The Shakespeare that Summoned the Restorative Spirit of Lincoln


Abraham Lincoln

February 12 , 1809 – April 15 , 1865

His Humanity

Lincoln was haunted by death both in his own life and in the war . He would often sink into deep melancholy only to pull himself up; over and over again.

Telling jokes and funny stories connected him to people and lifted his spirits. Reading and reciting dark passages of poetry about mortality,  the ever-changing physical world, and life’s indifferent impermanence allowed him to express depression, irony, and vulnerability and provided him with a kind of reprieve from his own oppressive pain.

Both comedy and tragedy sustained him.

Of an evening in May, 1864, Lincoln received bad news from the front:

“ Twenty thousand poor souls sent to their account in one day “ at the Battle of the Wilderness in Virginia.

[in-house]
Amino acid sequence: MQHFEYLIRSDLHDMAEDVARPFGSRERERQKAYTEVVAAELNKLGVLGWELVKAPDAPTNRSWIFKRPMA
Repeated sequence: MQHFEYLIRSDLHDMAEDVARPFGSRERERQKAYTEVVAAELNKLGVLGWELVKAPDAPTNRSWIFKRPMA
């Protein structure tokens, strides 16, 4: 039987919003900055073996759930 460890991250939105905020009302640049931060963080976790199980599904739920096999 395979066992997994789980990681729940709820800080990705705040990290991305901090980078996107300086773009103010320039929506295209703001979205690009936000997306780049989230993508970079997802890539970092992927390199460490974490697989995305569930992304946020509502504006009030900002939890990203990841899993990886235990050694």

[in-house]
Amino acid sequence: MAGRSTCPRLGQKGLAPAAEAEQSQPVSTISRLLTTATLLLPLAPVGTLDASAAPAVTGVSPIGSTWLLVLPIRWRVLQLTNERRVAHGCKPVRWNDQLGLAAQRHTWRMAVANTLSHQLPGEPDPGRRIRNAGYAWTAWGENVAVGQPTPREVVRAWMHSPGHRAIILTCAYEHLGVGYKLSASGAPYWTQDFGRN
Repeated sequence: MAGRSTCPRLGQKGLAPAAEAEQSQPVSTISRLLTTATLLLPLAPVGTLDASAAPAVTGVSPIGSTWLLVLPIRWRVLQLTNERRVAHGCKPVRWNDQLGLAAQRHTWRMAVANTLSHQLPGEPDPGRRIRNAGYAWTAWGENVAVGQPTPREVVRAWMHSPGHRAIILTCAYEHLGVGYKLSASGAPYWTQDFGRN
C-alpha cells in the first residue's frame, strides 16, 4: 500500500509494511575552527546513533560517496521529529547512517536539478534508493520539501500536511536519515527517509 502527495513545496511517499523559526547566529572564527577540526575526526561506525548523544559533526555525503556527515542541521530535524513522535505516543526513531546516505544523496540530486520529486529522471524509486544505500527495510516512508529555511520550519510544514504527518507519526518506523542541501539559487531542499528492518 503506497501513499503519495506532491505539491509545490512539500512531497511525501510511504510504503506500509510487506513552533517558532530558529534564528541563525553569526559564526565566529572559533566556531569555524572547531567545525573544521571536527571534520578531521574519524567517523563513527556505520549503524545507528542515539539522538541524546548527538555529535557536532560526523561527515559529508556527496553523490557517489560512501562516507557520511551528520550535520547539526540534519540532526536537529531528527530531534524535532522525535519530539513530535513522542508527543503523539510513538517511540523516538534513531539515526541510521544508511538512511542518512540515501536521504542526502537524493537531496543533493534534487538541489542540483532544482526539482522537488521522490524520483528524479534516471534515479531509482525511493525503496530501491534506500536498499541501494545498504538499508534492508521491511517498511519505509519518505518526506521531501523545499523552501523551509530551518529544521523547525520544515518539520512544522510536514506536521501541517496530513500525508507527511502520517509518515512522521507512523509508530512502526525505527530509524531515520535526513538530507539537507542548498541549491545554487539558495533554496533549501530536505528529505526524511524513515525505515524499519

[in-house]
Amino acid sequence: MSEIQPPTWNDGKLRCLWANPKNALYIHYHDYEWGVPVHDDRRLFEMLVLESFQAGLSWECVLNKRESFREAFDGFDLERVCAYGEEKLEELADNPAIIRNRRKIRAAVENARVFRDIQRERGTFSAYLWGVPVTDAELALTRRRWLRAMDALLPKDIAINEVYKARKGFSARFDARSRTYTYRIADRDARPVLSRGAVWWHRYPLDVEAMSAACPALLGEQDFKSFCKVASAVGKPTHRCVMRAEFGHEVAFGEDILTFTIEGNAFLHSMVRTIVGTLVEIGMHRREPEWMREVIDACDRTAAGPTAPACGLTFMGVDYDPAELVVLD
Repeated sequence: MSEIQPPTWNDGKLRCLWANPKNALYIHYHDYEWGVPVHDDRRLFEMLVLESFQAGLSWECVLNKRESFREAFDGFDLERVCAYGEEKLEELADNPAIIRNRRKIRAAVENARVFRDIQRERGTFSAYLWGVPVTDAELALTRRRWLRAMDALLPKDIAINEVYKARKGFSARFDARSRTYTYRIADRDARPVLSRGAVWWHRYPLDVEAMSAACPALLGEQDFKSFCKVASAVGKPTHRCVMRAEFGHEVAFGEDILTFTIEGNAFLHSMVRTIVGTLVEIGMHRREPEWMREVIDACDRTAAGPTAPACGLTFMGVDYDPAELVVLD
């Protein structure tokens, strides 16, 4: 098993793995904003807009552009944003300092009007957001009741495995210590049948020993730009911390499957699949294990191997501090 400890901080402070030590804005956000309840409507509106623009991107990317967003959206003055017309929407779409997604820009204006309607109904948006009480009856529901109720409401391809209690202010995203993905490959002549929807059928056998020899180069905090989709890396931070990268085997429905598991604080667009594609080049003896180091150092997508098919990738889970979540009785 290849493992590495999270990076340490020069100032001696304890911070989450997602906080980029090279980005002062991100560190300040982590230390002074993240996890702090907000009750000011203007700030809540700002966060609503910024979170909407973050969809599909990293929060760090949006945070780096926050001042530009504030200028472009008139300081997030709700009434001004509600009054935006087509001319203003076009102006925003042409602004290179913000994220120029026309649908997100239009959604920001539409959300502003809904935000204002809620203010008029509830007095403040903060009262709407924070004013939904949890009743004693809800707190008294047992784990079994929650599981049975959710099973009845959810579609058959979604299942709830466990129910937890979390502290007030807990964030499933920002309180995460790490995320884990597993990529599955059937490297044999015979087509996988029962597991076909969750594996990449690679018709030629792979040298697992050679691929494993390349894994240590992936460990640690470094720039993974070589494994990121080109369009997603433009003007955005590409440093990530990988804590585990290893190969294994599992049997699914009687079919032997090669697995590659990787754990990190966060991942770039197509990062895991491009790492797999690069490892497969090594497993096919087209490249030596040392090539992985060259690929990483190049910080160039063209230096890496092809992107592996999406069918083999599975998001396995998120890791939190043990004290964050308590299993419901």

Besotted with grief , he picked up a volume of Shakespeare and read aloud in his high – pitched voice to those present from Macbeth’s most famous soliloquy:

“ Tomorrow, and tomorrow, and tomorrow,
Creeps in this petty pace from day to day,
To the last syllable of recorded time;
And all our yesterdays
have lighted fools
the way to dusty death.
Out, out, brief candle!
Life’s but a walking shadow,
a poor player,
That struts and frets his hour upon the stage,
And then is heard no more.
It is a tale,
Told by an idiot,
full of sound and fury,
Signifying nothing.”

Act V , Scene V
(1606 )

These very sentiments of despair and abnegation inspired President Lincoln to summon the restorative, purposeful spirituality of the Second Inaugural Address delivered just ten months later,  weeks before his death.


David S. Reynolds



Bernard Kenny of Hoboken is the former LD33 State Senator. 

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